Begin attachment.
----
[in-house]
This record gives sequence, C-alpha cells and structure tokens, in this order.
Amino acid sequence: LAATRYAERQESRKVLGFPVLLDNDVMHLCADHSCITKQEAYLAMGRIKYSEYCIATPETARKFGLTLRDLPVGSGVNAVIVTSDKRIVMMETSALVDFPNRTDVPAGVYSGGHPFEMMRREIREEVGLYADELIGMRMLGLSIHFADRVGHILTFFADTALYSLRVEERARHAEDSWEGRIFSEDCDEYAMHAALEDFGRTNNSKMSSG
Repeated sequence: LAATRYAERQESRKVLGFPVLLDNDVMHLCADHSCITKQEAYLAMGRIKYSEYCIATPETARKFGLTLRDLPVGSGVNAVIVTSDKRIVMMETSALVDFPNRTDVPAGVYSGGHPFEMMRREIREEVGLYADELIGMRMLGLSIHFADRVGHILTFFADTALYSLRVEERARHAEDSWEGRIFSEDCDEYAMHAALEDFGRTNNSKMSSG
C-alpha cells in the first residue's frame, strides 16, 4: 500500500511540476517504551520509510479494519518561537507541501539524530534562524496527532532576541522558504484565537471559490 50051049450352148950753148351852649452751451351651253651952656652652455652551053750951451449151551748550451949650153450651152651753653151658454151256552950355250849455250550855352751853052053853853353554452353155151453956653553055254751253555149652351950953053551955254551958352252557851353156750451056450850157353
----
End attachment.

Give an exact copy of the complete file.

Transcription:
[in-house]
This record gives sequence, C-alpha cells and structure tokens, in this order.
Amino acid sequence: LAATRYAERQESRKVLGFPVLLDNDVMHLCADHSCITKQEAYLAMGRIKYSEYCIATPETARKFGLTLRDLPVGSGVNAVIVTSDKRIVMMETSALVDFPNRTDVPAGVYSGGHPFEMMRREIREEVGLYADELIGMRMLGLSIHFADRVGHILTFFADTALYSLRVEERARHAEDSWEGRIFSEDCDEYAMHAALEDFGRTNNSKMSSG
Repeated sequence: LAATRYAERQESRKVLGFPVLLDNDVMHLCADHSCITKQEAYLAMGRIKYSEYCIATPETARKFGLTLRDLPVGSGVNAVIVTSDKRIVMMETSALVDFPNRTDVPAGVYSGGHPFEMMRREIREEVGLYADELIGMRMLGLSIHFADRVGHILTFFADTALYSLRVEERARHAEDSWEGRIFSEDCDEYAMHAALEDFGRTNNSKMSSG
C-alpha cells in the first residue's frame, strides 16, 4: 500500500511540476517504551520509510479494519518561537507541501539524530534562524496527532532576541522558504484565537471559490 50051049450352148950753148351852649452751451351651253651952656652652455652551053750951451449151551748550451949650153450651152651753653151658454151256552950355250849455250550855352751853052053853853353554452353155151453956653553055254751253555149652351950953053551955254551958352252557851353156750451056450850157353